“I’m very excited to be back,” Donovan said after practice at the Home Depot Center. “I had a good time in Germany. It was a very interesting experience for a lot of reasons. Some good, some bad.

“You always wonder if you’re capable of playing on that level, and it quickly became apparent that I was and that I enjoyed it. But there is something distinctly different about the environment here” in the U.S.

“One of the building blocks of our team is now here,” said Galaxy Coach Bruce Arena, who can begin the serious work of putting together a starting 11 for the March 22 opener against D.C. United in Carson.

The Galaxy has failed to make the playoffs for three consecutive seasons, and Arena, who was hired last August as coach and general manager and subsequently became Donovan’s Manhattan Beach neighbor, has dismantled last-season’s side and started virtually from scratch.

“It’s going to take time for all of us to get to know each other and make adjustments,” he said. “I believe half our team is new, and that’s difficult. So it’s going to be important that early in the season we stick together.

I think I was one of the few who thought Donovan would be so successful in Germany that he would never return to the MLS. It’s funny how quickly professional soccer players can get the axe. Donovan only played in 11 matches (five friendly, six competitive) during his two-month stint in Germany and Bayern management quickly felt the relationship wasn’t working.

These types of overseas experiments are much different with the NBA and MLB. There’s no such thing as having a player on “loan.” Foreign talent is frequently signed (sometimes a bit too quickly), often to monster-sized contracts a la Daisuke Matsuzaka. If the player fails to produce, the owner is bound to a contract, whereas soccer clubs seem to simply pay players on loan on a per match basis. These “experiments” between professional soccer leagues seem logical actually, especially in these economic times. To owners, players are nothing more than an investment that may or may not reap rewards.

To be fair, Donovan did score a combined four goals in his five friendly matches in Germany. I expected Donovan to do well abroad, especially since their approach to the game suits his style of play. Oh well. At least the most dominant goal scorer in the MLS has returned to the team that needs him the most.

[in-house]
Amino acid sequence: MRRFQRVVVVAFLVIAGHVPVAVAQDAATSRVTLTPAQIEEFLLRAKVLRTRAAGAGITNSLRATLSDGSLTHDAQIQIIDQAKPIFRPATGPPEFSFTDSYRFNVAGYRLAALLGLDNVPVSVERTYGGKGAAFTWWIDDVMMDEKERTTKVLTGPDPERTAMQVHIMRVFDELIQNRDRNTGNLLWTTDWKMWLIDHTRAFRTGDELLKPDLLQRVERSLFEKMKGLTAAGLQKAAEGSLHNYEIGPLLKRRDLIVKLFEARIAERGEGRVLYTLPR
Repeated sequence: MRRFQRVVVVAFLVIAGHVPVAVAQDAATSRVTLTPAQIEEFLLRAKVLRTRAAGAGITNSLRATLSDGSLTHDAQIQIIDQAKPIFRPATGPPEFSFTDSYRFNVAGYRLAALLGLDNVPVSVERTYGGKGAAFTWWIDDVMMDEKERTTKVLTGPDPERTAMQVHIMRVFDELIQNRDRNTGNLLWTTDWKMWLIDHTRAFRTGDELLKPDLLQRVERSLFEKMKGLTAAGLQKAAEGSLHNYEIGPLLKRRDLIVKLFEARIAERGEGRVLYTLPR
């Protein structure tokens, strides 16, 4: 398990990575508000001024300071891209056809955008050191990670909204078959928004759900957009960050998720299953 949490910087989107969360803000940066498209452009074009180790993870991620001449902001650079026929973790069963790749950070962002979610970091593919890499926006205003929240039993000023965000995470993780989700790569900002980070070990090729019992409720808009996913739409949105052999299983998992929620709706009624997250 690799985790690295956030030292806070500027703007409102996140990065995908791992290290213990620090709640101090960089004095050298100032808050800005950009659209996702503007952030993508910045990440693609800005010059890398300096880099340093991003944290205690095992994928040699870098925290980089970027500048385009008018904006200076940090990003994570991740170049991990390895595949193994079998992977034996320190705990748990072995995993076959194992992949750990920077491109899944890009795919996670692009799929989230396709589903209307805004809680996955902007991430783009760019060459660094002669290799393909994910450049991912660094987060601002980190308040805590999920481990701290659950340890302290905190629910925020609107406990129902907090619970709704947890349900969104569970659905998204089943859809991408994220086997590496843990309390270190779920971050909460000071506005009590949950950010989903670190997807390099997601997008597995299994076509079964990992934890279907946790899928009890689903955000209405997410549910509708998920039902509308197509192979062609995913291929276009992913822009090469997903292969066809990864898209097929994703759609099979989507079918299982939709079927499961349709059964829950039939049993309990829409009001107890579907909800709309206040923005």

2008 Year-End Sports Review: What We Think Might Happen

It’s time to look ahead to 2009 and play a little Nostradamus.

Last year, we predicted that God would anoint the “Devil-free” Rays World Series Champions (ding!), that Brett Favre would play another year or two (ding! – sort of), that Isiah Thomas would be canned (ding!), and that Kobe would be playing for a new team by the trade deadline…

Granted, that last one didn’t come true, but how were we supposed to know that the Grizzlies would trade Pau Gasol to the Lakers for an unproven rookie and a bag of peanuts? Our occasional inaccuracy isn’t going to keep us from rolling out another set of predictions – some serious and some farcical – for 2009 and beyond, including President Obama’s plan for a college football playoff, Donovan McNabb’s new home and the baseball club most likely to be 2009’s version of the Tampa Bay Rays.

Read on, and in a year, we guarantee* you’ll be amazed.

*This is not an actual guarantee, mind you.

Don’t miss the other two parts of our 2008 Year-End Sports Review: “What We Learned” and “What We Already Knew.”

Michael Vick will play for the Oakland Raiders next season.

Once NFL Commissioner Roger Goodell allows suspended quarterback Michael Vick to re-enter the league, let’s be honest, there’s really only one team that will take a shot on the convict: the Oakland Raiders. Sure, the Raiders would have to possibly give up a draft pick because Vick will still technically be property of the Falcons, but with Matt Ryan on board, Atlanta would probably be willing to give Mikey up for a bag of Cool Ranch Doritos…snack size. With Vick on board, JaMarcus Russell could shift to tight end or full back or offensive tackle or something. Or, Vick could play wide receiver! Or running back! Think of the possibilities! The Oakland Raiders will be the most unstoppable team in the league! That is, of course, until Vick gets the itch for his old hobby. – Anthony Stalter

The Nationals and Pirates become the official AAAA teams of their respective divisions.

After finishing at or near the bottom of the division since the franchise’s move from Montreal, Major League Baseball executives analyze the entire Washington Nationals player system and conclude that they have no chance of fielding a competitive team in the near future. In the boldest decision of his tenure, Commissioner Bud Selig demotes the team’s Major League roster to AAAA status, a phrase long used by baseball personnel to describe players that are too good for the minors but not good enough for the majors. In an added twist, Selig designates that the team’s assets are fair game for all four remaining teams in the National League East, as a means of creating parity. In order to keep the number of teams even in each league, Selig also downgrades the Pittsburgh Pirates, losers of 94 or more games since 2005, to AAAA status as well. It will be six weeks into the regular season before an NL East team claims any of these former Pirates or Nationals. – David Medsker

Barack Obama will have a plan in place for a college football playoff by 2016.

He has already spoken out twice in favor of an eight-team playoff format for college football. Granted, there are more pressing concerns for the President-elect – the economy, the war in Iraq and a forward-thinking energy policy, just to name a few – but there’s no reason that Obama can’t appoint a “Playoff Czar” to get the conference presidents and the bowl organizers together to hash out a system that works for everyone. Are the bowls worried about losing money? Rotate the semifinals and the final amongst the four bowl cities. Are the conferences worried about losing money? They shouldn’t be – the ratings for an eight-team playoff would dwarf the ratings the current system is getting. And better ratings means more money. This is something that 85%-90% of the population can agree on, and that doesn’t happen often. Mark our words – President Obama will make it happen, especially if he gets a second term. – John Paulsen

Read the rest after the jump...